Proposed public artwork due to be installed at Idea Store, Whitechapel
A nine-month celebration of Bangladeshi history, arts and culture has begun, to mark the 50th birthday of Bangladesh, formerly known as East Pakistan.
Beginning on 26 March 1971, following a declaration of independence, modern day Bangladesh was forged out of a conflict which concluded on 16 December 1971.
Celebrations lasting 265 days, the same length as the war of independence, are being coordinated by Tower Hamlets Council, working with Bangladeshi artists, the National Portrait Gallery, the Council’s Local History Library & Archives, and residents.
Mayor of Tower Hamlets, John Biggs, said: "Here in Tower Hamlets, our community is strong. Diversity is one of our greatest strengths and we are proud of the role that the Bangladeshi community plays in making our borough such a vibrant and exciting place. We can look forward to celebrating the best of Bangladeshi culture throughout 2021."
Highlights from the nine-month celebration include:
- The Bangladesh 50 Years project led by the National Portrait Gallery as part of its Citizen UK programme, funded by the National Lottery Heritage Fund, Art Fund and Canary Wharf Group; working with the Tower Hamlets Local History Library & Archives, includes:
- A new, large-scale public art commission to be installed at Idea Store Whitechapel, devised by artist Ruhul Abdin with local residents.
- A series of free online events exploring the local connections and impacts of 1971 on the Tower Hamlets community
- An online exhibition documenting the year-long project exploring this fascinating history
- ‘Liberation through a Lens’, which tells the story of the struggle for independence using ten iconic images covering the period 1970-71.
Her Excellency Saida Muna Tasneem, High Commissioner for Bangladesh said: "The Golden Jubilee of Bangladesh is a significant milestone for our nation. It also marks the fiftieth anniversary of diplomatic relations between Bangladesh and the United Kingdom. The Bangladesh High Commission takes enormous pride in the contributions made by the expatriate Bangladeshi community during our independence and their warm welcome to Bangladesh’s Founding Father Bangabandhu Sheikh Mujibur Rahman in the historic Borough of Tower Hamlets. I thank the Honourable Mayor of Tower Hamlets and the Bangladesh Community for making the High Commission a part of these monumental celebrations."
Councillor Sabina Akhtar, Cabinet Member for Culture, Arts & Brexit, Tower Hamlets Council said: "Tower Hamlets is the spiritual home for many British-Bangladeshis. I’m humbled to be marking the occasion of my country’s birth from the perspective of my other home. I look forward to celebrating the best of Bengali culture and exploring what it means to be British and Bangladeshi in 2021."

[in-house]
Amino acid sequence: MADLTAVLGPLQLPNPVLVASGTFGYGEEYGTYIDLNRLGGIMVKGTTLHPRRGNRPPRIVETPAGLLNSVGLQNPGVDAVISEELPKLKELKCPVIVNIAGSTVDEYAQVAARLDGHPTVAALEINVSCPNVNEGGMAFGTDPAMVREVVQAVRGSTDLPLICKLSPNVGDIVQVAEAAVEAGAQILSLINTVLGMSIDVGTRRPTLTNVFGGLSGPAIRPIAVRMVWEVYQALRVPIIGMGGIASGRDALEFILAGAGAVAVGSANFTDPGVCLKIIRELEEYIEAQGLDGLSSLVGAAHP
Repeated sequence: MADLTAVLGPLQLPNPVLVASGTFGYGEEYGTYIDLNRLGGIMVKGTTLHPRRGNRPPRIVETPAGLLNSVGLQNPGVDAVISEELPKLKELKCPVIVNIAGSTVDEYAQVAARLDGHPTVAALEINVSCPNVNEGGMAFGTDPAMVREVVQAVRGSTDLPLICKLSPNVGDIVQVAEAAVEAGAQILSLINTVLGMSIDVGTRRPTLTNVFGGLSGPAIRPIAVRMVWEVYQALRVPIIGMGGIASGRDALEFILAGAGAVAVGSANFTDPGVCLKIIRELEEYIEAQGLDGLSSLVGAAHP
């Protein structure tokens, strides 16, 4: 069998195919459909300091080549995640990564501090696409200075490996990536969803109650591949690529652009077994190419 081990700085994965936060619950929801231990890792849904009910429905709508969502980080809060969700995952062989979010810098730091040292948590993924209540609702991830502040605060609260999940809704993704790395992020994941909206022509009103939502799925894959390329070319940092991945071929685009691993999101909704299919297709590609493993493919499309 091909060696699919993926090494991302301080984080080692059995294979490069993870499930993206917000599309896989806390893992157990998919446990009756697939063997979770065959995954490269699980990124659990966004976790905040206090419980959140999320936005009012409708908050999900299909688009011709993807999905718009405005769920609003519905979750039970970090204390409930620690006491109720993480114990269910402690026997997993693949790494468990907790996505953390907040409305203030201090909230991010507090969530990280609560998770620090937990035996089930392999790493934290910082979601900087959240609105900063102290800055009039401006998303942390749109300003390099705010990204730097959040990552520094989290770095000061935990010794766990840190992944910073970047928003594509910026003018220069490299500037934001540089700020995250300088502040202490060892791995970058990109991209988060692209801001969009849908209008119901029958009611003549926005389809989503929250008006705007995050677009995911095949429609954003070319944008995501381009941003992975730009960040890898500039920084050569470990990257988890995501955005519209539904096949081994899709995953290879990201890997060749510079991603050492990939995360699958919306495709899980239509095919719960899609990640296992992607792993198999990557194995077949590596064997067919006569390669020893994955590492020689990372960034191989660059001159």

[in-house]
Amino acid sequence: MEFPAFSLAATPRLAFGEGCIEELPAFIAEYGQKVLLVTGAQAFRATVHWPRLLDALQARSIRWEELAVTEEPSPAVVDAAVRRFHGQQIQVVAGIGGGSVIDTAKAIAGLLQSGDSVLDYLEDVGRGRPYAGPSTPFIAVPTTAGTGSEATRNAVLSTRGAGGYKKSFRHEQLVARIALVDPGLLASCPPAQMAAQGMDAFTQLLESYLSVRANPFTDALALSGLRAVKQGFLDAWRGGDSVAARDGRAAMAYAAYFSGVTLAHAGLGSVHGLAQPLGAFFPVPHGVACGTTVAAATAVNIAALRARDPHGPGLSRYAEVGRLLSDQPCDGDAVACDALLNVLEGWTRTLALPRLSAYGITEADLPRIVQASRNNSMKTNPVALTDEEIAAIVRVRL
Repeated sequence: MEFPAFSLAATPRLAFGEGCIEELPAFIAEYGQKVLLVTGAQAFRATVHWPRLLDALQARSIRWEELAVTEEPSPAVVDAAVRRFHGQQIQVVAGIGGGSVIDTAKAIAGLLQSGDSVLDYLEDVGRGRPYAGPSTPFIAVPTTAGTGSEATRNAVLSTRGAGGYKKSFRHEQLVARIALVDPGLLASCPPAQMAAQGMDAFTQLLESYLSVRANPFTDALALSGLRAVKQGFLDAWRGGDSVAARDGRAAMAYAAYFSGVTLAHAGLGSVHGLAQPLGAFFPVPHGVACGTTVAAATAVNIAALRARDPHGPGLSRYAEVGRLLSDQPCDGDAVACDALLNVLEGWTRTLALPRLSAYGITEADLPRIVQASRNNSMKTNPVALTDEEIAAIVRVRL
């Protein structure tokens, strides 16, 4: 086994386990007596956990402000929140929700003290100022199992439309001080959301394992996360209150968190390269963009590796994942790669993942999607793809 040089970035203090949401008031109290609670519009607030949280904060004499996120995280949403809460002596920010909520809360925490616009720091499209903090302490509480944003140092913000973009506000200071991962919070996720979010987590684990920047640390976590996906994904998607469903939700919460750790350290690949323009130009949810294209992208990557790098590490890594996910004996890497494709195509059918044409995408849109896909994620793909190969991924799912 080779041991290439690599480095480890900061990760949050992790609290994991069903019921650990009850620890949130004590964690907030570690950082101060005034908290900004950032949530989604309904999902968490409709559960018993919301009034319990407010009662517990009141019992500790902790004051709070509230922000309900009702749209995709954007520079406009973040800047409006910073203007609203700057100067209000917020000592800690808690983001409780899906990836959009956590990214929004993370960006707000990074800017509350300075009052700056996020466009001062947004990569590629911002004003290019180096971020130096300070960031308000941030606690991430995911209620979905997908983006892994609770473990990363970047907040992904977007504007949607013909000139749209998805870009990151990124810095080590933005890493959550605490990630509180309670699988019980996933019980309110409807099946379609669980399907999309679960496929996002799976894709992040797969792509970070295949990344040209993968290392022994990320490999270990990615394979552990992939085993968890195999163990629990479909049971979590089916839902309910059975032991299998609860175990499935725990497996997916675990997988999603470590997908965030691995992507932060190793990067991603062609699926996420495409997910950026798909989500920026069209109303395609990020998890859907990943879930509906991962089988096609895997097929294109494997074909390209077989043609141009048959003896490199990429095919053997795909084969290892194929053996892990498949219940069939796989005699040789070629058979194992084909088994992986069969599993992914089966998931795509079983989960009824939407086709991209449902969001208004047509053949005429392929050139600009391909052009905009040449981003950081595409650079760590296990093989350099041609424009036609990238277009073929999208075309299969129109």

Notes to editors:
The programme of events will be updated regularly and will adhere to the latest government Coronavirus regulations.
Further details and free event booking information can be found online at www.towerhamlets.gov.uk/Bangladesh50
New public artwork at Whitechapel idea Store
The date of the final installation has yet to be confirmed and the design is subject to change.
Created using a collaborative process this large 3D structure will be seen by thousands of people daily at its new home in the Idea Store, Whitechapel, the borough’s flagship library. It spells ‘BANGLA’ in Bengali, which is the name of the language.
The word Bangla is significant as the long struggle to defend their language and heritage in East Pakistan led to the eventual independence of Bangladesh. When the British government allocated the East Bengal area which is now Bangladesh to Pakistan to govern as ‘East Pakistan’, the Urdu-speaking Pakistani government spent two decades trying to suppress and outlaw the native Bengali language and literary tradition, and this was the key driver for the 1971 war which ultimately led to the creation of the new nation state.
Bangladeshis in Tower Hamlets
The Bangladeshi population makes up almost one-third (32 per cent) of the borough’s population – considerably larger than the proportion across London (three per cent) or England (under one per cent). Tower Hamlets has the largest Bangladeshi population in England; approx. 25 per cent of the entire British-Bangladeshi diaspora.
The Bangladeshi War of Independence was a foundational moment for thousands of East Enders even though none of its battles were fought here. At the turn of the 1970s, as war loomed back home, Bengali communities across the UK lobbied and protested in support of the independence struggle. Most were post-war economic migrants who had arrived here from a country then called East Pakistan, but many had arrived in Britain prior to 1948 as citizens of colonial India.
Posted on Wednesday 17th March 2021